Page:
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Gettysburg Battle: Topics, Facts, Analasys

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Imagine sitting on a hill being shot at from down below. Sharpshooters hidden in rocks are shooting troops left and right. Blood splattering on the grass. The battle at Gettysburg was at hand. The Battle of Gettysburg was the battle with the most casualties, from both sides, in the Civil War. It’s astonishing to see many other historical events that went on “behind the scenes” of all the fighting. There were many other crucial and smaller battles that took place within the main battle. The Civil War itself was fought over slavery, economics, and political control between the Union and Confederate states. 

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Gettysburg was fought on July 1-3 in 1863 after the Confederates won a battle in Chancellorsville. General Robert E. Lee marched his Confederate army from Northern Virginia to Pennsylvania in late summer. During the first three days of July, the Battle of Gettysburg got intense with many casualties of soldiers from both sides. Although the Battle of Gettysburg was bloody and intense, there were many other facets that took place, including Devil’s Den, Jennie Wade, and Pickett’s Charge.

Devil’s Den was one of the many side-battles that took place in Gettysburg. Devil’s Den is located in Gettysburg, PA in Adams County. It is about 500 yards west of Little Round Top. The origin of the name is uncertain. Devil’s Den has two humongous boulders and other massive rocks that are tightly packed together. The broken ground lies in an angle between Plum Run and a small tributary branch. To clarify, Plum Run is a stream flowing southward from the Gettysburg battlefield. A tributary branch is a small stream or river that flows into a larger one. 

The Confederates were having trouble. General Robert E. Lee and other lower generals were discussing how to attack the Union. Which side should they attack them? What time? Disputes started to break out. Major General John Bell Hood was one of these generals. He ignored the orders of his superior, General Longstreet, and moved his troops eastward and attacked Devil’s Den and the Round Tops. General Hood attacked at around 4 p.m and intense fighting broke out.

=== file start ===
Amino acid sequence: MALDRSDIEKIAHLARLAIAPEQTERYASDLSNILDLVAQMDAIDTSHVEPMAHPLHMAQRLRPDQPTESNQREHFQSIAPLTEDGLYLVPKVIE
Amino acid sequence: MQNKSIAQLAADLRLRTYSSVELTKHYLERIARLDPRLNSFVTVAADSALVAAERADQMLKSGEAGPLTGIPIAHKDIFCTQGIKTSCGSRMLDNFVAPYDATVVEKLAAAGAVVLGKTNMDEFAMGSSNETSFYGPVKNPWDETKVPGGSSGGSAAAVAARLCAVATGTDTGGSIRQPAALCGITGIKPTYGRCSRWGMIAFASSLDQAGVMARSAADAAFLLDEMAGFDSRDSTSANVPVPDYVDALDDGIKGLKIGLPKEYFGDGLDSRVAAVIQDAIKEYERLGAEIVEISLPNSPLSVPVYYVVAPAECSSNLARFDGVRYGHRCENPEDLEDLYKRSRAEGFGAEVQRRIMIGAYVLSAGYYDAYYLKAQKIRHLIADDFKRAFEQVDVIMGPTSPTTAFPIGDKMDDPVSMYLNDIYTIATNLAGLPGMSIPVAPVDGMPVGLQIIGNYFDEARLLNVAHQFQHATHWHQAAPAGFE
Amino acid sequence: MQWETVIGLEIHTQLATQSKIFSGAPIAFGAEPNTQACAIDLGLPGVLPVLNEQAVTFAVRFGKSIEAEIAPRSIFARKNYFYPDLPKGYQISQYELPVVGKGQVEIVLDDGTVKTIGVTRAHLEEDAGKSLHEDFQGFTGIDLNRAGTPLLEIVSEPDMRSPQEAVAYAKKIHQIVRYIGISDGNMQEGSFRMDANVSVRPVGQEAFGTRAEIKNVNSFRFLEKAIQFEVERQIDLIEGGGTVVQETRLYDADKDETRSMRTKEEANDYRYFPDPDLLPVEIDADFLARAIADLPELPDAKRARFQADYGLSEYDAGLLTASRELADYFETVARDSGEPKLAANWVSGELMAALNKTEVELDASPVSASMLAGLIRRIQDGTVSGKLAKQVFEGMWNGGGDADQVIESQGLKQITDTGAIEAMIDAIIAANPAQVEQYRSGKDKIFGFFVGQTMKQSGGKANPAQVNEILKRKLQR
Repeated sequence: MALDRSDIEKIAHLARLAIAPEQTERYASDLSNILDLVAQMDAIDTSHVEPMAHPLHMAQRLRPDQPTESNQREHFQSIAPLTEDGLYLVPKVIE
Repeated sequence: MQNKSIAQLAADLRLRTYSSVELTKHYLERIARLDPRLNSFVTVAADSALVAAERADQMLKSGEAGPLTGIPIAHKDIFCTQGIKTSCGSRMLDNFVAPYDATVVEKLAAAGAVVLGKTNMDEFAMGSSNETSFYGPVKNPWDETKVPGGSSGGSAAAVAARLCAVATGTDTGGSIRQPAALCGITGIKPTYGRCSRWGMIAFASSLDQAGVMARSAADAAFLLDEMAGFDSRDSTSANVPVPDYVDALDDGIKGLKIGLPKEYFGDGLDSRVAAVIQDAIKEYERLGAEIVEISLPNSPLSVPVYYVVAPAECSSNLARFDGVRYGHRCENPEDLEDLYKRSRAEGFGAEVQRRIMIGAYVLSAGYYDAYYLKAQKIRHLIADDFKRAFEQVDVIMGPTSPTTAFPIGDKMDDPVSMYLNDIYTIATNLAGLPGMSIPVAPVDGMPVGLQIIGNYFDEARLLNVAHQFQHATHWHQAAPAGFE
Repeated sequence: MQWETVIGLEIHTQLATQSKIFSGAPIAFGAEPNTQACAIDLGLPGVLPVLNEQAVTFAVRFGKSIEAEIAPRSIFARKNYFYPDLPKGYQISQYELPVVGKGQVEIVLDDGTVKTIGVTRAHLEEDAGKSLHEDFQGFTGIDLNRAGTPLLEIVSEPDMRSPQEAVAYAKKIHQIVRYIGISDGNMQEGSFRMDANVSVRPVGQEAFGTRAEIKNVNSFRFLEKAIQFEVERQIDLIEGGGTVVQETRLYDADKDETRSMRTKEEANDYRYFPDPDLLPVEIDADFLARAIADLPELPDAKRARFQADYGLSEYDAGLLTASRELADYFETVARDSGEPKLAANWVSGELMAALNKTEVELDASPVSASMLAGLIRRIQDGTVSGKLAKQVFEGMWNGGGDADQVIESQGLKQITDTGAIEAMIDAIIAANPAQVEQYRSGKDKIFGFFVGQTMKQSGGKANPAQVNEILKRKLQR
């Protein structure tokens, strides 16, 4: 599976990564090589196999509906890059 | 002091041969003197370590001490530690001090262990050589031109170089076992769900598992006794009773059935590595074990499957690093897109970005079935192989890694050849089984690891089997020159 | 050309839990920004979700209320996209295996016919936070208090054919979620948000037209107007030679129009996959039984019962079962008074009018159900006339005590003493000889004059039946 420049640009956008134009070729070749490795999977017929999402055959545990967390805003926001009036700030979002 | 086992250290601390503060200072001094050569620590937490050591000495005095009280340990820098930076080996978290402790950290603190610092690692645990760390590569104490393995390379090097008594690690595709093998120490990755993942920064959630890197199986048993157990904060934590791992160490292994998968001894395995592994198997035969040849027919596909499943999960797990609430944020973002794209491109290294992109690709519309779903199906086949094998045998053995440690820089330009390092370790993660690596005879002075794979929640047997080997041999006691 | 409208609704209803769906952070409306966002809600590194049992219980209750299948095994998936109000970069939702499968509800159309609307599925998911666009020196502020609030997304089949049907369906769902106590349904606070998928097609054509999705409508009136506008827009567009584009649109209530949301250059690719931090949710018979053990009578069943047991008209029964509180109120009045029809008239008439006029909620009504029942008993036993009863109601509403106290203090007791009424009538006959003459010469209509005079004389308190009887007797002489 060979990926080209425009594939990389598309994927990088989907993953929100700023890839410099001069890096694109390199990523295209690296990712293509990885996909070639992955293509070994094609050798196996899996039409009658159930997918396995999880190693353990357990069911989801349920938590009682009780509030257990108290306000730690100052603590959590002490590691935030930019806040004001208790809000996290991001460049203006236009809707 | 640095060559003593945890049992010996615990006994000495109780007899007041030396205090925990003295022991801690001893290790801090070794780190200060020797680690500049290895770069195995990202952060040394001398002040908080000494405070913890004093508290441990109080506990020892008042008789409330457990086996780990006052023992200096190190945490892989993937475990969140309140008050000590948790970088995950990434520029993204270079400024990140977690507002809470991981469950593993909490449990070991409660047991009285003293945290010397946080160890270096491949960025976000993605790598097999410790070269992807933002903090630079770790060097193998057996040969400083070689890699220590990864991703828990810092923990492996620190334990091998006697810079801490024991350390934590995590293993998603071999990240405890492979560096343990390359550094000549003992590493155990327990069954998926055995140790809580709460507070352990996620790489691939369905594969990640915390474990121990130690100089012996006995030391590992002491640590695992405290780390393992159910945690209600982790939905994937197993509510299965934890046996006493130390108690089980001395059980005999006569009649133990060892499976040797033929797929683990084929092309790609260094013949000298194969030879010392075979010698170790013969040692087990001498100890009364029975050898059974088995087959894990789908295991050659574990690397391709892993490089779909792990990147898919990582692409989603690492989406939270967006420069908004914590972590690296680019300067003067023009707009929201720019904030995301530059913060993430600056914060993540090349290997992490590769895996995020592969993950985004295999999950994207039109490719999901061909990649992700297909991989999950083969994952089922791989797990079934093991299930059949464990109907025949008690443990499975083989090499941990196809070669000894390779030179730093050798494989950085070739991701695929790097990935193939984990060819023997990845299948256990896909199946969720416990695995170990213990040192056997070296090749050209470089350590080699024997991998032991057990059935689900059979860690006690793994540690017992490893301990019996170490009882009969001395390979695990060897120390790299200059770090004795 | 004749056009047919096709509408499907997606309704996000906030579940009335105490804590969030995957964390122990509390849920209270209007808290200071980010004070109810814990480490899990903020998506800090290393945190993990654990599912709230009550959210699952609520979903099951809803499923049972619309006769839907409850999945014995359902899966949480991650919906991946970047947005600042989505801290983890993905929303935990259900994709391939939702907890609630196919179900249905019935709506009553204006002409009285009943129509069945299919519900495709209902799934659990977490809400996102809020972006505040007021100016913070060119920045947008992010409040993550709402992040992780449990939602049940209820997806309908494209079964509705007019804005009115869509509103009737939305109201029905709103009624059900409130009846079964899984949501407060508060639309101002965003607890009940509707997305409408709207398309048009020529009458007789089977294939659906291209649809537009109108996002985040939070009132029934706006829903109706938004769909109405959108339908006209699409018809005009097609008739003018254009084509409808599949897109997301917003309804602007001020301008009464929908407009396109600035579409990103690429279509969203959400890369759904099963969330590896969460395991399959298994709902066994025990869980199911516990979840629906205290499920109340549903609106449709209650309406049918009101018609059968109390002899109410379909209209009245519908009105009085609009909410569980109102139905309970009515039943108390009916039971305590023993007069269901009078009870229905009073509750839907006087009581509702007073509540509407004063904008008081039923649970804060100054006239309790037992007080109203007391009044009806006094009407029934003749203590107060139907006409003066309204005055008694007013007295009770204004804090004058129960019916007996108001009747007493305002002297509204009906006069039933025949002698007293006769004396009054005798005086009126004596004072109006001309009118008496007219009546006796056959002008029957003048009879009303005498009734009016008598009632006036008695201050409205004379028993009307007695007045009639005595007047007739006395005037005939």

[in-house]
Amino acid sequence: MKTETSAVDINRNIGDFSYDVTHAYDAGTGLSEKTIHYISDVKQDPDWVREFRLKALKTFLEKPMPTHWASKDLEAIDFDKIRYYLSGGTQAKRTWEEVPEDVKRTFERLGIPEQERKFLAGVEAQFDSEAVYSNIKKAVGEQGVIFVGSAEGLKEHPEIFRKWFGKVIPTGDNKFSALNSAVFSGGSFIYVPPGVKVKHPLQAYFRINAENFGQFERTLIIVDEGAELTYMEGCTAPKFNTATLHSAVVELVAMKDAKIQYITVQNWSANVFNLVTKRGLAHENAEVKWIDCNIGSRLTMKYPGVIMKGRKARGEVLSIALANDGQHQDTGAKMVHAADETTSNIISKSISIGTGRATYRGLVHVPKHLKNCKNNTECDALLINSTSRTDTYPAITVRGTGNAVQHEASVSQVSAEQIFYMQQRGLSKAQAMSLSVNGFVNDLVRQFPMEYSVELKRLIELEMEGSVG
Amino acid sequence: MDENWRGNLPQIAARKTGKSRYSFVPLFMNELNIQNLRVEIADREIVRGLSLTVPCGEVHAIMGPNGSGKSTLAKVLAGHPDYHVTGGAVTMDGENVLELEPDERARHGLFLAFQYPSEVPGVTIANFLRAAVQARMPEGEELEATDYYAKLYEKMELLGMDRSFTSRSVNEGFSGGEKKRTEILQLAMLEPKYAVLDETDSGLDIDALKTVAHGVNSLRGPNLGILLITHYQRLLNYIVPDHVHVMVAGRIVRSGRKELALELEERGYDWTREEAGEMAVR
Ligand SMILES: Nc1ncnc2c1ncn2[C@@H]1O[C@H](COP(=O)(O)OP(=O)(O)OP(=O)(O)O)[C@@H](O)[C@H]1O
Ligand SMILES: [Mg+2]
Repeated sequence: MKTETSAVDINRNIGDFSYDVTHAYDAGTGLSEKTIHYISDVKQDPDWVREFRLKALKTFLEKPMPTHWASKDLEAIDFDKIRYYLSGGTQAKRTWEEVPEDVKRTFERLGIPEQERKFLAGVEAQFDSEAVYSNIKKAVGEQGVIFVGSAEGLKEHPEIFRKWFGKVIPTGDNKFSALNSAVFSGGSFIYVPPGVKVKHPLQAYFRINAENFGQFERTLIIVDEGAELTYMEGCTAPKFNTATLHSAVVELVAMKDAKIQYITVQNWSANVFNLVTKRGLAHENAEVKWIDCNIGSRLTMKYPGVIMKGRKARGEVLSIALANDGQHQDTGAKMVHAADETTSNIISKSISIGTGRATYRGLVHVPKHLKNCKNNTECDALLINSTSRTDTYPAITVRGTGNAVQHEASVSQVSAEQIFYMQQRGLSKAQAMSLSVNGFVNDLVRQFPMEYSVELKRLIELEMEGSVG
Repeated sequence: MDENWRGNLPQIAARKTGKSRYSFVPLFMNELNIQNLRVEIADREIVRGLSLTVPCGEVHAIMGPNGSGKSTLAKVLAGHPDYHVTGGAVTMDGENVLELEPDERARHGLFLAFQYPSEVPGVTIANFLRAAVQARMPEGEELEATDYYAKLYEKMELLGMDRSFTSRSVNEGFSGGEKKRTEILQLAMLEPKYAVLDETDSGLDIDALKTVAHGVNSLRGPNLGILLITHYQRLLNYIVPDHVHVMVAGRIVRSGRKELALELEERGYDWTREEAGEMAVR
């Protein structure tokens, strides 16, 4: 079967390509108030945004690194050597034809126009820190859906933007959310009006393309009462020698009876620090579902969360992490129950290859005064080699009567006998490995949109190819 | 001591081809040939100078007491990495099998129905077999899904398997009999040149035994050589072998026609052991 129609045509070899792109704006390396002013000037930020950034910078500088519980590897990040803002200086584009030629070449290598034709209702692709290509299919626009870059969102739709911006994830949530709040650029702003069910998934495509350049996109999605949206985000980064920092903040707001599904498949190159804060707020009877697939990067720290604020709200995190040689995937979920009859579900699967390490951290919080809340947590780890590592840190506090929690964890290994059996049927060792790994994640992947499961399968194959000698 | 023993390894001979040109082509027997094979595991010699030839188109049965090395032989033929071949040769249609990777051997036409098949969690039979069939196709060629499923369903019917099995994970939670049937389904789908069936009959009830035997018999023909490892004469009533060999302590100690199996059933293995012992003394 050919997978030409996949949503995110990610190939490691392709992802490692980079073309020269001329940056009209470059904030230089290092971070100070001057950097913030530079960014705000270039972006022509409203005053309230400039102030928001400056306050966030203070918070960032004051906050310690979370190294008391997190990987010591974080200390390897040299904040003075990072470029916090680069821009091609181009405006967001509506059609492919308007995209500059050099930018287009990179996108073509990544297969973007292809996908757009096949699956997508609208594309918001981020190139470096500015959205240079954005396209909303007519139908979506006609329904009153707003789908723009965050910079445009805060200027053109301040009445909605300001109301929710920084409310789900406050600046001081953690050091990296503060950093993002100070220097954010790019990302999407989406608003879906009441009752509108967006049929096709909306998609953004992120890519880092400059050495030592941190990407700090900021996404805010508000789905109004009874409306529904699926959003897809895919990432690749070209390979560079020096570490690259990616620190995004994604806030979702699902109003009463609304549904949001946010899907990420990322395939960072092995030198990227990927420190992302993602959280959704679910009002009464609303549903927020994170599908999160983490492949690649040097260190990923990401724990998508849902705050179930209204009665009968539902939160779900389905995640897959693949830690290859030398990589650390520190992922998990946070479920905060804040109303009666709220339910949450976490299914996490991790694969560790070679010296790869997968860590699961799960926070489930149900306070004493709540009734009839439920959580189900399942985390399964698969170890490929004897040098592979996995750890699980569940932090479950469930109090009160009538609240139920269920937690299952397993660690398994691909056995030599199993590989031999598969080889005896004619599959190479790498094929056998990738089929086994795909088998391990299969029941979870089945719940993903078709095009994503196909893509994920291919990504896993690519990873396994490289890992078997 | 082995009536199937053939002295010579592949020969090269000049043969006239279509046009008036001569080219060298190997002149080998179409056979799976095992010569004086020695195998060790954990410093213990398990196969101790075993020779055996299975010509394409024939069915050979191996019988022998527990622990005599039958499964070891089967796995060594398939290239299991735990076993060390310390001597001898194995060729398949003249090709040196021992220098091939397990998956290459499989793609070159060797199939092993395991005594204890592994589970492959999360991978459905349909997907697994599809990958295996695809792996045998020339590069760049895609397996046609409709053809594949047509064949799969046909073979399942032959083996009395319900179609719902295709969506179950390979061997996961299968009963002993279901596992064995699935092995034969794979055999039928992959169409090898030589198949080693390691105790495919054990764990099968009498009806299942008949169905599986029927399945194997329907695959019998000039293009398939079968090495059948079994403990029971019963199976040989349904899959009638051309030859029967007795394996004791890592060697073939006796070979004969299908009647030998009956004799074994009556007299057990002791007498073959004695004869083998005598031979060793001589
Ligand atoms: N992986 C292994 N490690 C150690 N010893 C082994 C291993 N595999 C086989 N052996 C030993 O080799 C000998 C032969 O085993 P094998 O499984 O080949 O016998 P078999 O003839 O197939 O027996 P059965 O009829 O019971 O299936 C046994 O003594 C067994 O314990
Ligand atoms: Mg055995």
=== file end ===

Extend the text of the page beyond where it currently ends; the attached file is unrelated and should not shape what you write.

Confederate sharpshooters were wedged in the rocks firing at the Union Soldiers at Little Round Top, giving the Union an unfair advantage because they barely had any cover. 5,500 Confederate soldiers versus 2,400 defending Union Soldiers. The Confederates successfully captured Devil’s Den with casualties ranking up to 1,800 for the Confederates and 800 for the Union. This was a victory for the Confederates. It was one of the few battles the Confederates won that day of fighting because of their battle strategy(“Devil’s Den”, HistoryNet).

Born on May 21, 1843, Mary Virginia Wade, also known as Jennie Wade, was a brave woman who showed intense bravery. Jennie’s father was a tailor but had frequent problems with the law. Eventually, he was sent to a poorhouse as a lunatic. To clarify, a poor house was a farm or an estate that poor people, mentally ill, and orphans would go to. They were supposed to help people who were financially struggling. So, with Jennie’s father gone, she and her mother made their earnings by being seamstresses. She and her mother also took care of a 6-year-old boy named Isaac Brinkerhoff who was disabled. 

When the Battle of Gettysburg broke out on the first day in 1863, Jennie, her mom, and Isaac went to her sister’s house. Georgia McClellan, Jennie’s sister, just had a son who was 5 days old. Her sister’s house was also considered safe from the battle zone, and the family wanted to help Georgia with the new addition. But, that afternoon, Union soldiers retreated into the hills south of the town. The house was in direct line of fire. Jennie kept a cool head as she gave out water and bread to the Union Soldiers. Following that day, bullets flew.